Being so busy, I've been a little late to the game of slamming Virginia Governor Bob McDonnell openly supporting Treason in Defense of Slavery by restarting the state's Confederate History month in April. I've always thought we should talk about April as Treason in Defense of Slavery Month. No one has furthered this more than McDonnell. The flack he's taken has been outstanding. And somewhat surprising I guess. But he's taken heat from everywhere, making an embarrassment of himself and his state.
Regardless of what McDonnell actually thinks about these issues, and actually he probably does believe this but whatever, it's clearly a cynical political maneuver. His Attorney General, who puts the "nut" in wingnut, has been getting ton of love on conservative circuits for leading the lawsuits against the health care bill. So McDonnell wanted to get attention of his own.
This is really pretty stupid because it alienates Virginia moderates. Virginia is such a swing state now that this kind of racist culture war stuff might play to the base, but it's going to be a disaster in general elections. I don't think the suburban Washington voters went for McDonnell because they love the Confederacy. Rather, it's this kind of foolishness that will help Obama win Virginia in 2012 and help doom Republicans in the state as demographics keep changing. I'm sure this will always be popular in the rural southwestern area of the state. In Alexandria, not so much.
The responses have been fantastic. Dave Noon, my long time compadre in Treason in Defense of Slavery discussions, quoted the South Carolina fireeater John Preston's speech at the Virginia secession convention in 1861, reminding us all what secession was about:
You may, as you are at this moment doing, centralize a coercive power at Washington stronger than the Praetorian bands when the Roman eagles shadowed the earth “from Lusitania to the Caucasus,” but you cannot come nearer coalescing the people of Virginia and the people of Vermont, the people of the St Lawrence and the people of the Gulf, than did Rome to make one of the Gaul and the Dacian, the Briton and the Ionian. No community of origin, no community of language, law or religion, can amalgamate a people whose severance is proclaimed by the rigid requisitions of material necessity. Nature forbids African slavery at the North. Southern civilization cannot exist without African slavery. None but an equal race can labor at the South. Destroy involuntary labor and Anglo Saxon civilization must be remitted to the latitudes whence it sprung.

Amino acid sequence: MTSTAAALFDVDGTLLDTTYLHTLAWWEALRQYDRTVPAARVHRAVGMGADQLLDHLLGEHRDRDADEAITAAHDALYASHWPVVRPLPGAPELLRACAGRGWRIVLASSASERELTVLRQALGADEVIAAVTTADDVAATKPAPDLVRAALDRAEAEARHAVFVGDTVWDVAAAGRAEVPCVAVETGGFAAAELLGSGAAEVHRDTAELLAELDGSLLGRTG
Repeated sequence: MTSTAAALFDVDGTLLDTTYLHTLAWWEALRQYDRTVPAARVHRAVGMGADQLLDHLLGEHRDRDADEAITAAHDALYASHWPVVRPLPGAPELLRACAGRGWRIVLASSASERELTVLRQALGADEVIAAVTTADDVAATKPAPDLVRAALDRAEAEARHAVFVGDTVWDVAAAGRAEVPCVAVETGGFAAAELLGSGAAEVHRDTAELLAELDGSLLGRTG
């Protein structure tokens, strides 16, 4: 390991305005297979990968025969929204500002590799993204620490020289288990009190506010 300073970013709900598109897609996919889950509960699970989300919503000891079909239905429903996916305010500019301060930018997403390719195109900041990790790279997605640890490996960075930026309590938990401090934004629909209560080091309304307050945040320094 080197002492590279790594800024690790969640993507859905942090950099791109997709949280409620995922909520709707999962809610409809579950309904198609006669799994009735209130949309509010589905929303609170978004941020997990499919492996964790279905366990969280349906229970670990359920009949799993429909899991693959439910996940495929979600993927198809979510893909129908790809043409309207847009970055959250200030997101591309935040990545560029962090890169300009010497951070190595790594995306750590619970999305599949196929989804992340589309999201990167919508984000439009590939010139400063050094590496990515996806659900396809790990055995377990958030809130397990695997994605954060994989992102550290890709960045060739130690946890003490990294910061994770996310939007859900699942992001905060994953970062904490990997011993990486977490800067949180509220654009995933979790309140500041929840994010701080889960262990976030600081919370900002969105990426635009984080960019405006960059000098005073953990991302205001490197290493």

Other historians are striking as well, including the dean of Civil War history, James McPherson.
As James McPherson, dean of Civil War scholars, commented on learning of Mr. McDonnell's proclamation: "I find it obnoxious, but it's extremely typical. The people that emphasize Confederate heritage and the legacy, and the importance of understanding Confederate history, want to deny that Confederate history was ultimately bound up with slavery. But that was the principal reason for secession -- that an anti-slavery party was elected to the White House. . . . And without secession, there wouldn't have been a war."
McDonnell has backtracked big time, turning himself into a national embarrassment and pretty much killing his chances of ever being a serious nominee for the presidency. He stated in his defense:
"there were any number of aspects to that conflict between the states. Obviously, it involved slavery. It involved other issues. But I focused on the ones I thought were most significant for Virginia."
Can I give you a bigger shovel Bob? It's really helping you out to say that slavery wasn't important to Virginia history.
He's since apologized and added a recognition of slavery to his Confederate History Month proclamation. This has the double advantage of making him look like a backsliding jerk and pissing off the Sons of the Confederate Veterans. The latter is especially important because no organization fights harder to push a sanitized version of the Civil War that erases black people from the story (except for the 3 slaves or whatever who supposedly fought for the Confederacy that the SCV puts out there like the single black person on the stage at the Republican National Convention). This helps discredit their intentionally false view of history.
All in all then, this is a positive event. It again shows the racism of the Republican Party. It demonstrates both how far we've come from idealizing the Confederacy and how far we have to go. It's an important public discussion of our collective history. And it has tremendous political advantages for the Democrats. Win-win, except to remember that one of our political parties continues to embrace barely concealed racism.